Benefits of private school

Students in a science lesson

Private schools, also known as independent or public schools, are schools that exist outside the control and support of the state. They charge school fees for children to attend, and they have a high level of autonomy in what they teach. Private schools are renowned for their top-flight facilities and excellent teaching standards.

Investing in private school, rather than private tutors, will give your child guaranteed continuity in their education. There’s less disruption, and since private schools give excellent education across the board, all your child’s lessons will happen in one location.

When your child has a particular interest in one area of the curriculum, attending a private school can mean their skills can be nurtured by the same member of staff during clubs and societies as during timetabled lessons. For instance, if your child loves sports, a consistent team of coaches would help them improve their talents in games lessons and in after school training clubs. They’d also support them during league events with other schools, building a great all-round picture of your child’s sporting performance and where they can improve.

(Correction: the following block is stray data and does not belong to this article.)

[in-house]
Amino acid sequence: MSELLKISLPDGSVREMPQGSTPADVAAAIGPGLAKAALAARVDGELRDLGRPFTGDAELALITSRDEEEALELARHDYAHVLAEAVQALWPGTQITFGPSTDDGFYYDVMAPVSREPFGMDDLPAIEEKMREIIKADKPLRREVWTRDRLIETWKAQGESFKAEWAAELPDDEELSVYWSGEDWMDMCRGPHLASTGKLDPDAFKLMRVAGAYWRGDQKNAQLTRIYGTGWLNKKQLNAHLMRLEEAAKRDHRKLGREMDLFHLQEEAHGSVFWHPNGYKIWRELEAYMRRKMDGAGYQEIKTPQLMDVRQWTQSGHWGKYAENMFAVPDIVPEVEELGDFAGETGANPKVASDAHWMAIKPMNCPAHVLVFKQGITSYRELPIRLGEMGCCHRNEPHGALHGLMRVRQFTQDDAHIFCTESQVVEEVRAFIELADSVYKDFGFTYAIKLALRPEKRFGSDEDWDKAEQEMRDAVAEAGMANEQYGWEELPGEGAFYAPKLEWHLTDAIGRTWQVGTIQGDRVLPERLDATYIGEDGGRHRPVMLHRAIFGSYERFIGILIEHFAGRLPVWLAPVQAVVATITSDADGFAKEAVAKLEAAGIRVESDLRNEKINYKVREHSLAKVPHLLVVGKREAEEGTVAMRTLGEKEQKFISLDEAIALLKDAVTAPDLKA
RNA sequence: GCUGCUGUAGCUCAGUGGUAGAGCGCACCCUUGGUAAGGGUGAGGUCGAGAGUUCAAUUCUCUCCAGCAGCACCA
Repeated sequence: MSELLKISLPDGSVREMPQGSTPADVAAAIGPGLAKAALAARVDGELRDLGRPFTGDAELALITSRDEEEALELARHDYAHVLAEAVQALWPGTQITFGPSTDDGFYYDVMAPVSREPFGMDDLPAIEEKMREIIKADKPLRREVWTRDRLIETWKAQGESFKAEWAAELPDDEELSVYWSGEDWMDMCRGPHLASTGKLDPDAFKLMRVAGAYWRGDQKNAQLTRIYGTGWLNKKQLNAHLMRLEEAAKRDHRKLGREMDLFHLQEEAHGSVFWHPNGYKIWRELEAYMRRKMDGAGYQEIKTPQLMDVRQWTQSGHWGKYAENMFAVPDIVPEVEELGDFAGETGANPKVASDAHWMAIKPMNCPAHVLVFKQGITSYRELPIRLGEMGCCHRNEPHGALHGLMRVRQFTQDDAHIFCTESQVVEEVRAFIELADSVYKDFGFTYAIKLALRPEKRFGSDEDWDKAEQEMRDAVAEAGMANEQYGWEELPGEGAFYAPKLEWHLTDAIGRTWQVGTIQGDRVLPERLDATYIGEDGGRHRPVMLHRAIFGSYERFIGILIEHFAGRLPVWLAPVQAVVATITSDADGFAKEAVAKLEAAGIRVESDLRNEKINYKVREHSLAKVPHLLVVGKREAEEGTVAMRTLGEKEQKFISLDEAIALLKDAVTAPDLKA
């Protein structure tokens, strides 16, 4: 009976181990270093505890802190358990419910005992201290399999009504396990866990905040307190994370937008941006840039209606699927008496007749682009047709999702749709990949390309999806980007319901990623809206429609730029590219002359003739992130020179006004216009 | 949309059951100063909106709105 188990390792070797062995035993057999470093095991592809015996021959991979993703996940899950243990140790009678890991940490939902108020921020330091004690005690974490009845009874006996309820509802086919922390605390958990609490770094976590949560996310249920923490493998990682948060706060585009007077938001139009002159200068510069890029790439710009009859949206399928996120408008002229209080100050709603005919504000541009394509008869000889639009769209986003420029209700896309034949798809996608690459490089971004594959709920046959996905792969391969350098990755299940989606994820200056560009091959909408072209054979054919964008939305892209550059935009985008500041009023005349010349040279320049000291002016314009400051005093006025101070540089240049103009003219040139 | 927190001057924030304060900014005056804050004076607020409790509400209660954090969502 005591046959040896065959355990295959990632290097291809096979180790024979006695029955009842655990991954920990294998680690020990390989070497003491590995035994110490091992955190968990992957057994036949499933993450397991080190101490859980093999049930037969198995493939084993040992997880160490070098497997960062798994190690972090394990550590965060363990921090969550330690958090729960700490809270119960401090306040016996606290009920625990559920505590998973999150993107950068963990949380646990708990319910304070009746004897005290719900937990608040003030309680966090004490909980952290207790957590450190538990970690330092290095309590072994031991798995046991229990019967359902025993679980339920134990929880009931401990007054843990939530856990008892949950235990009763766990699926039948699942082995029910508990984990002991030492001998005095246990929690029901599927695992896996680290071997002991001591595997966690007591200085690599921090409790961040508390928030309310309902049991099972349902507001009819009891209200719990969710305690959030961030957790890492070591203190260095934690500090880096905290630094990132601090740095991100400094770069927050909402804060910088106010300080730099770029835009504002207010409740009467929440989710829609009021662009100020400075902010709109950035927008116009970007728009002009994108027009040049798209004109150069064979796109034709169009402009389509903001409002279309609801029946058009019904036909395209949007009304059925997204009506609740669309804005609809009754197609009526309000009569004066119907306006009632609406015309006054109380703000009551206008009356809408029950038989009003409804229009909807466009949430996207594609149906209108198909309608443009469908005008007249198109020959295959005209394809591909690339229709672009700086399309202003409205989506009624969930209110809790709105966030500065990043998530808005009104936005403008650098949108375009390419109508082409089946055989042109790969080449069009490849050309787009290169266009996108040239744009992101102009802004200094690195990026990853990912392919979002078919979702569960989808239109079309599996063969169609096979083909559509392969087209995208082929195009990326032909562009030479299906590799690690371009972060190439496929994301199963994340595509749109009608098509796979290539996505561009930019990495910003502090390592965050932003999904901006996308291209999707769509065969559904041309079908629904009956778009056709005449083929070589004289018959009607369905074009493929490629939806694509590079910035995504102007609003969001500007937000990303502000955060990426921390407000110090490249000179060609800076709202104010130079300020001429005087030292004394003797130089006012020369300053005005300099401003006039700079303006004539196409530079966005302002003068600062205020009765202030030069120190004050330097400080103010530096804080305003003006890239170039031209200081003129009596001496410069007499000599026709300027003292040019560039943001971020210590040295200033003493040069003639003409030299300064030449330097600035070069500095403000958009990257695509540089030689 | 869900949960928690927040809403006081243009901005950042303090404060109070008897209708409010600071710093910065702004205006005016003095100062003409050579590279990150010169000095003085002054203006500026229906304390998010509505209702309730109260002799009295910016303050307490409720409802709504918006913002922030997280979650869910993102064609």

Or if your child’s into numbers, their school maths teacher will be well placed to give them extra access by selecting and training them for events like the UK Mathematics Trust Challenge – which private tutors may be less likely to get involved in.

And there are some activities that are only available at private schools, for example the Independent Schools Public Speaking and Debating Competition – for obvious reasons, this is an interest that would be much harder to follow with one-to-one tuition.

Many private schools specialise in certain areas, like music, performing arts or sport, so it’s worth looking for a school that will help your child to develop and excel in an area that interests them.